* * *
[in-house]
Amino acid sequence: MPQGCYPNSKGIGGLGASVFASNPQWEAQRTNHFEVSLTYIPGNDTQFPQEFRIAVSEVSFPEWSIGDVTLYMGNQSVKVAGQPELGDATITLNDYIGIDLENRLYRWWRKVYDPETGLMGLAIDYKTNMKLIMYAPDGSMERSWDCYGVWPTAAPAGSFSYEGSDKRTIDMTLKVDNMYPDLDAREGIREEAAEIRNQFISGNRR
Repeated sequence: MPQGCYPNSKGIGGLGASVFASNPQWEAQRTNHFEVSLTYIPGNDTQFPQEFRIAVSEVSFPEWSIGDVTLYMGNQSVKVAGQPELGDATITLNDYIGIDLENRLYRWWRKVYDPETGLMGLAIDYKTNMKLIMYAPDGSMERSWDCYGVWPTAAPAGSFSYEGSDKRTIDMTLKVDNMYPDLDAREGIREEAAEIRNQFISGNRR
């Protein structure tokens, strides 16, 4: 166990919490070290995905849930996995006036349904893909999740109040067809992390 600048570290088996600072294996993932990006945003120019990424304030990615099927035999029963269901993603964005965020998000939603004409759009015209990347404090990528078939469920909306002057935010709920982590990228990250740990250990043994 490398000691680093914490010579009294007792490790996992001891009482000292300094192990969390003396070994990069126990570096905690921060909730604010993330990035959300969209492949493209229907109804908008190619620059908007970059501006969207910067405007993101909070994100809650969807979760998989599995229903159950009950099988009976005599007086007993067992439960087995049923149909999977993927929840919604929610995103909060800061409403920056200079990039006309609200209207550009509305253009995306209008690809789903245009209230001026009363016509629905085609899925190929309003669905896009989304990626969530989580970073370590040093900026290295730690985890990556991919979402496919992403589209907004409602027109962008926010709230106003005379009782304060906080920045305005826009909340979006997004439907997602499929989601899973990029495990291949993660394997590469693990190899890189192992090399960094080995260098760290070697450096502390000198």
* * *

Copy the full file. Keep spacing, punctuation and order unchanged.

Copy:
[in-house]
Amino acid sequence: MPQGCYPNSKGIGGLGASVFASNPQWEAQRTNHFEVSLTYIPGNDTQFPQEFRIAVSEVSFPEWSIGDVTLYMGNQSVKVAGQPELGDATITLNDYIGIDLENRLYRWWRKVYDPETGLMGLAIDYKTNMKLIMYAPDGSMERSWDCYGVWPTAAPAGSFSYEGSDKRTIDMTLKVDNMYPDLDAREGIREEAAEIRNQFISGNRR
Repeated sequence: MPQGCYPNSKGIGGLGASVFASNPQWEAQRTNHFEVSLTYIPGNDTQFPQEFRIAVSEVSFPEWSIGDVTLYMGNQSVKVAGQPELGDATITLNDYIGIDLENRLYRWWRKVYDPETGLMGLAIDYKTNMKLIMYAPDGSMERSWDCYGVWPTAAPAGSFSYEGSDKRTIDMTLKVDNMYPDLDAREGIREEAAEIRNQFISGNRR
């Protein structure tokens, strides 16, 4: 166990919490070290995905849930996995006036349904893909999740109040067809992390 600048570290088996600072294996993932990006945003120019990424304030990615099927035999029963269901993603964005965020998000939603004409759009015209990347404090990528078939469920909306002057935010709920982590990228990250740990250990043994 490398000691680093914490010579009294007792490790996992001891009482000292300094192990969390003396070994990069126990570096905690921060909730604010993330990035959300969209492949493209229907109804908008190619620059908007970059501006969207910067405007993101909070994100809650969807979760998989599995229903159950009950099988009976005599007086007993067992439960087995049923149909999977993927929840919604929610995103909060800061409403920056200079990039006309609200209207550009509305253009995306209008690809789903245009209230001026009363016509629905085609899925190929309003669905896009989304990626969530989580970073370590040093900026290295730690985890990556991919979402496919992403589209907004409602027109962008926010709230106003005379009782304060906080920045305005826009909340979006997004439907997602499929989601899973990029495990291949993660394997590469693990190899890189192992090399960094080995260098760290070697450096502390000198």